Publications

Professor Wilson Explores "Turning Cold Money Hot: What the SHG Movement Can Learn from an Alternate Approach"

Feinstein International Center, Tufts University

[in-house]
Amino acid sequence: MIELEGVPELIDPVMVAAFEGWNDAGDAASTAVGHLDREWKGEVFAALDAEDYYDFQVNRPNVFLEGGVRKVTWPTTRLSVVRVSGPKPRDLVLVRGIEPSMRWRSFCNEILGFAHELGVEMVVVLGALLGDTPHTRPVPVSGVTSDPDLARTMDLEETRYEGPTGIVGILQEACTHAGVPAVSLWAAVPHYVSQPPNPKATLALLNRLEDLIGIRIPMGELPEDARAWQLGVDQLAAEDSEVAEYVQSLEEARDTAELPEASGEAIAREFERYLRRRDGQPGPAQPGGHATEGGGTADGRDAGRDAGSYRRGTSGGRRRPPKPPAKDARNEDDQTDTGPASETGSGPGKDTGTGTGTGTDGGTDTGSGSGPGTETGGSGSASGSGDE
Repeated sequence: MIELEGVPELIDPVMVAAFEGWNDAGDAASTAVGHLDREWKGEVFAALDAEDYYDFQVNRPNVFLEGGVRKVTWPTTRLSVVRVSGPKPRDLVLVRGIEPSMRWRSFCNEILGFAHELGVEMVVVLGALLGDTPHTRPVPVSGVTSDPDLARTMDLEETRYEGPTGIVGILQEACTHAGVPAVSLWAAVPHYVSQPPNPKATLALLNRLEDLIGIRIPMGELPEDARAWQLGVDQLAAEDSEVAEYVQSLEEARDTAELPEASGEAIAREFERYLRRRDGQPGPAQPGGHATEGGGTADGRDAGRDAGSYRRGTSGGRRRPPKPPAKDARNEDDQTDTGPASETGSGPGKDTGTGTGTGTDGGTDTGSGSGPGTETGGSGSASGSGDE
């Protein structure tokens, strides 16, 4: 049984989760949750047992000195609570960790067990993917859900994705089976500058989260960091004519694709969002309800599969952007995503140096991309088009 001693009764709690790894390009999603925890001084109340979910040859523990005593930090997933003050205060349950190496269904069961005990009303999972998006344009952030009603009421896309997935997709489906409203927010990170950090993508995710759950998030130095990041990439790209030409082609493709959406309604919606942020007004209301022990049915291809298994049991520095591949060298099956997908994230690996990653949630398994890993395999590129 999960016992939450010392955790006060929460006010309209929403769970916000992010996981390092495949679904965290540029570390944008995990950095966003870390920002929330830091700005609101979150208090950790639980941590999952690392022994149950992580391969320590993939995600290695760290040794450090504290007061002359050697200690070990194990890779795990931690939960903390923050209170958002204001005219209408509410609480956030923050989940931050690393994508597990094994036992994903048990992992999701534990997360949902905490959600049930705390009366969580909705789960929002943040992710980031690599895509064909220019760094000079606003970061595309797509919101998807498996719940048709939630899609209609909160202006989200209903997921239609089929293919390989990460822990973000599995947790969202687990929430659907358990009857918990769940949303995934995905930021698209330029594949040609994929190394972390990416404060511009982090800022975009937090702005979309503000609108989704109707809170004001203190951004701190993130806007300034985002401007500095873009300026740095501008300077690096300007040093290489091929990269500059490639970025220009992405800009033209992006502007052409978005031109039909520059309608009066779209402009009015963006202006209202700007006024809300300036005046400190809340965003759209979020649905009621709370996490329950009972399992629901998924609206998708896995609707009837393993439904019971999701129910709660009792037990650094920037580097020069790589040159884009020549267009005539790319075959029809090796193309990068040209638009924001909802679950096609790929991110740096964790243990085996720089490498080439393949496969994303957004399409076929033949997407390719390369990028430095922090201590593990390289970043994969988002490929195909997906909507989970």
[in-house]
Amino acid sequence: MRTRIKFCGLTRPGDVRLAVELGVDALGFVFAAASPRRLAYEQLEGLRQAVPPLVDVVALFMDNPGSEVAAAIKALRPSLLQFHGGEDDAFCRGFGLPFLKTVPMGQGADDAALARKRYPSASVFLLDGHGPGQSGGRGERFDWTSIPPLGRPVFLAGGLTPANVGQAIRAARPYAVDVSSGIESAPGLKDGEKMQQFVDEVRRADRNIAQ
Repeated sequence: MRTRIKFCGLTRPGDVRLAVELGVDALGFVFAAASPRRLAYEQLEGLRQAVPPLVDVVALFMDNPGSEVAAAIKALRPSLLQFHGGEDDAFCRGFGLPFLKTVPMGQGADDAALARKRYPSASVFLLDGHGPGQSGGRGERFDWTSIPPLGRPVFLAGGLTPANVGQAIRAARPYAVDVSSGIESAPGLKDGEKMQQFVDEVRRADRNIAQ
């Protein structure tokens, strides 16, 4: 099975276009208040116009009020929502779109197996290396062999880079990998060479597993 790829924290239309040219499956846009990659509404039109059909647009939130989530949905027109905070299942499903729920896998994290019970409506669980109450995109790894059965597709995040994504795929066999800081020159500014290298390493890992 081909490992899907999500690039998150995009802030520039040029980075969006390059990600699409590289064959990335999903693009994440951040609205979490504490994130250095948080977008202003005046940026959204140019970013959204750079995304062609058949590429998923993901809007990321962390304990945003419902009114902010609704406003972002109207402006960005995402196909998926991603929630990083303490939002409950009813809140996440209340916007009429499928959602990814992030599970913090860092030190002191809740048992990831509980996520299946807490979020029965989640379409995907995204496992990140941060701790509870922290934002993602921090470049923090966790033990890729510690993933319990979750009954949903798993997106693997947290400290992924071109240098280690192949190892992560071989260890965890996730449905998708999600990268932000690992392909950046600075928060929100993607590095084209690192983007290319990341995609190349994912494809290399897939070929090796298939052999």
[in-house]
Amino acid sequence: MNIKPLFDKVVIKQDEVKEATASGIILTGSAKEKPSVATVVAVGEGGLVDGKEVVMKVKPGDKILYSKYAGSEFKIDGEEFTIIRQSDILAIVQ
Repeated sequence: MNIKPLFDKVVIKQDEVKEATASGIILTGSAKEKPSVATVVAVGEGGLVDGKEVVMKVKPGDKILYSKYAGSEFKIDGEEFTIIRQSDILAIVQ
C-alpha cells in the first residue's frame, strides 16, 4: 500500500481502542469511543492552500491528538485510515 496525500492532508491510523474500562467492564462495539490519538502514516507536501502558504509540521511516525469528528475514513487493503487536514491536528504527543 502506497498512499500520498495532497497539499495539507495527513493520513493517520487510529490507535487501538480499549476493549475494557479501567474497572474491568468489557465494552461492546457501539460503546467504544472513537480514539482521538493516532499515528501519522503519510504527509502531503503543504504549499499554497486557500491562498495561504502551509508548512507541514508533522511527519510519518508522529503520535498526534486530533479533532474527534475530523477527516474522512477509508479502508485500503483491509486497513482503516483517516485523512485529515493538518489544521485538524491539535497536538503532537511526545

India’s efforts in grassroots finance have been dominated by a powerful form of savings and loan clubs. Self-Help Groups, or SHGs as they are called, nudge urban and rural poor women and men to save small amounts of money. They then borrow pooled money to meet household and livelihood needs. Since the early 1990s, the National Bank of Agriculture and Rural Development (NABARD) has promoted an SHGs bank-linkage program. SHGs tap bank credit to augment the funds they have accumulated on their own, allowing members to reclaim lost land, start new enterprises, or build roads and schools. More recently NABARD is helping groups to save funds in banks. While the linkage effort is reaching tens of millions of people, it has not addressed many issues of unmarried women, migrating men and women, or ultra-vulnerable households. This paper proposes that NABARD investigate a share-based system, called Community Based Savings Groups, where SHGs can reach and accommodate households thus far blocked from membership.